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Blogs: Liberia Elections Editorial
Campaign Crowd: A Confused Situation In Politics
Wednesday 21st September 2011
If crowd attendance at a political rally is what wins an election, then all the political parties are working hard to draw the required number of people at their rallies.

When the National Democratic Coalition celebrated its anniversary in May of this year, the party was able to pull so much crowd that convinced most people that, the would surely hold and claim state power through the Liberian people votes in this election.

Not to be beaten, when George Weah and his standard-bearer Ambassador Winston Tubman returned in July from the United States of America, huge crowd lined up from the Roberts International Highway, circled Monrovia and ended at the CDC national headquarters in Congo Town; an event that left supporters with no doubt that, the CDC would automatically carry more than 50 percent of votes in the 2011 election.

Kennedy Sandy of the Liberia Transformation Party is also recalled to have attracted a huge crowd when he launched his campaign in August this year, and from what was seen, Sandy is also sure of being one of the runners in the second round of election if no candidate won the mandatory 50% plus 1 of the votes.

The standard-bearer of the National Union for Democratic Progress (NUDP), Nimba County Senior Senator Prince Y. Johnson, is also of the view that he has a lot of supporters because of the crowd he pulled in New Kru Town when he launched his campaign recently. Also having the belief that people of his county would show their solidarity to him, Senator Johnson is of the view that the election is in his favor and will be the possible kingmaker should the elections go to a runoff.

Cllr. Charles W. Brumskine of the Liberty Party is also very optimistic and has expressed on numerous occasions in an interview that he would take over the state from Ellen Johnson Sirleaf very soon considering the number of people he sees during a campaign rally.

In like manner, incumbent President Ellen Johnson Sirleaf from all indications is of the view now that she has no competitor in the race considering the kind of crowd she pulled on September 17, 2011 when the Unity Party of which she is a flag bearer launched its campaign in Monrovia.

Unlike other political rallies that people have not fallen off from dehydration, the UP campaign launch, attracted over thousands of people and there were reported instances of supporters fainting from suffocation and being rushed to hospital.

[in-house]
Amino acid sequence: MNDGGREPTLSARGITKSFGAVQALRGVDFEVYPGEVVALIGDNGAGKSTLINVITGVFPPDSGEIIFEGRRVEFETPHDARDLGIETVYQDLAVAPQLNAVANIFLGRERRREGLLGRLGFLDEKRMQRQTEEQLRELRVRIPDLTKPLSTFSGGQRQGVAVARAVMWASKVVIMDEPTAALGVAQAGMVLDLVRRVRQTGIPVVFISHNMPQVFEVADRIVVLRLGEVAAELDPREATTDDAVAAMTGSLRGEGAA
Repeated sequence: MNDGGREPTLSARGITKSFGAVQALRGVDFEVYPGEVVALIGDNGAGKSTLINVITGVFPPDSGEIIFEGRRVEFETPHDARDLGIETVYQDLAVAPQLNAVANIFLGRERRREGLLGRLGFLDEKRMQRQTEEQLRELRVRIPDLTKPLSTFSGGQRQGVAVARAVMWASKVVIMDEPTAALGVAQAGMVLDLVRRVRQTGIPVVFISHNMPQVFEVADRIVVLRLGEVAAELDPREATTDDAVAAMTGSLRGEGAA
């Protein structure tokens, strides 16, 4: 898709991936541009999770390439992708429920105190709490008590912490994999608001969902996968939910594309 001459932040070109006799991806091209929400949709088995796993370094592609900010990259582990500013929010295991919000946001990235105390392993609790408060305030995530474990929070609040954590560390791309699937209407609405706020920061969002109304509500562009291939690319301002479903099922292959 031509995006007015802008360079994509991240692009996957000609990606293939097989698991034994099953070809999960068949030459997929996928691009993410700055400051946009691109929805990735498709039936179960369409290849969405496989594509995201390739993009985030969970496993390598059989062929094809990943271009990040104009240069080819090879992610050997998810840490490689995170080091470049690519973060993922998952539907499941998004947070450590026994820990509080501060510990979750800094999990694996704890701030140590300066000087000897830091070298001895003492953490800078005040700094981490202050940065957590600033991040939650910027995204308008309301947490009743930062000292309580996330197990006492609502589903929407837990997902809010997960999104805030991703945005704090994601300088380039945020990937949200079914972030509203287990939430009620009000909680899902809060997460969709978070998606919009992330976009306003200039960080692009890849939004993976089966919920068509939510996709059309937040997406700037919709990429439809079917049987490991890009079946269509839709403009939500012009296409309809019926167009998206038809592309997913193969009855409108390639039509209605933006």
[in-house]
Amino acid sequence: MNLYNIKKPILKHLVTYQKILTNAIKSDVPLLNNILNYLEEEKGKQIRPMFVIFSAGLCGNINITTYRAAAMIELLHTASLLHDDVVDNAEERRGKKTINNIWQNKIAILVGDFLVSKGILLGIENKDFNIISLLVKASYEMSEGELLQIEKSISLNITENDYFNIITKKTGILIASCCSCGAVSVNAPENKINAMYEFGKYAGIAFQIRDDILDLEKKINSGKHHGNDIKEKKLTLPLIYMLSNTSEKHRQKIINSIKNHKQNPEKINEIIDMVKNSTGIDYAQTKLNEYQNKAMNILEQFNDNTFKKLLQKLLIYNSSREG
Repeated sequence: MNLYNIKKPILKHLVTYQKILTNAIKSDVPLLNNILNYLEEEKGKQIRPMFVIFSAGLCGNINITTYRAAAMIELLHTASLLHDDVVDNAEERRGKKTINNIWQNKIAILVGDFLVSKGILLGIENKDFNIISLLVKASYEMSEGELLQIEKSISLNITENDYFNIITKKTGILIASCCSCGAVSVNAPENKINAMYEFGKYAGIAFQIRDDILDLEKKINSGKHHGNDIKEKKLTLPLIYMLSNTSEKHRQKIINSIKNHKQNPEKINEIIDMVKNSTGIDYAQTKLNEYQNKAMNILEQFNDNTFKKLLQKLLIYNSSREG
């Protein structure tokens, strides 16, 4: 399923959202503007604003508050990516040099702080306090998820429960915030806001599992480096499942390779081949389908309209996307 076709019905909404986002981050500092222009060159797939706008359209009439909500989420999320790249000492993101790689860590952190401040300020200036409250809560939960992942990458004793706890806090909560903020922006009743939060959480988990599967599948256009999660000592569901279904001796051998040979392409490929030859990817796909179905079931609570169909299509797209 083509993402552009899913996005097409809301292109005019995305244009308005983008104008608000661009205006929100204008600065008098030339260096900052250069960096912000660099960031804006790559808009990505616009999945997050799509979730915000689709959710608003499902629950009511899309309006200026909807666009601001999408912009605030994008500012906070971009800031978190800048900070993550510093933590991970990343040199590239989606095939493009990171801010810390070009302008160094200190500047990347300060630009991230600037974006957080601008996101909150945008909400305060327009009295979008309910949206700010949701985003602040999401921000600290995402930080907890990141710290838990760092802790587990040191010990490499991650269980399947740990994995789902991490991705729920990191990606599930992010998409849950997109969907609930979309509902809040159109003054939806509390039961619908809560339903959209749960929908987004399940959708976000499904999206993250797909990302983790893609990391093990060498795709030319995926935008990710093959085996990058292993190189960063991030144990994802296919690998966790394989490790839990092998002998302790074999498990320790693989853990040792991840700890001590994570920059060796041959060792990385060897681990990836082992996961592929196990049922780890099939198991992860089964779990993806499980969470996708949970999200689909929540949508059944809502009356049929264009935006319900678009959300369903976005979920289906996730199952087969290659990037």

As a result of the huge crowd characterized by fainting of people, the UP standard-bearer could not deliver her full campaign speech but rather chanted UP campaign slogans and did some singing and dancing after which she requested supporters to go home and save their energy for the elections itself.

It is not clear whether those who attend the rallies are true supporters of the candidates. The custom introduced in the 1997 election that led former President Charles Taylor to power was that voters receive money from politicians but vote them out during election.

Some analyst believe that Liberian politicians are using money to influence voters. The electorates claim that, when the vote for these politicians, they forget them soon as they get into office and use the national coffers for their personal benefits.

On the day of Ellen's Campaign launching, some men and women who claimed to be CDC's partisans were heard along the Warner Avenue saying that they were going to join the crowd to get their share of the country's wealth.

Besides the notion of joining crowd to get their “daily bread”, others go to rallies to have a look the country’s political actors.. For instance, Senator Prince Johnson is one person who played a key role during the civil war that many who have not seen him want to see.

For Ellen Johnson Sirleaf, it said among her opponents that, the crowd turned to have a look at Africa’s first female president and nothing more.

Clearly then, it looks both the politicians are just taking each other for granted. Until the final decision is made and result pronounced, the political game in Liberia cannot be determined as there are varieties of reasons for which people go to the political rallies.

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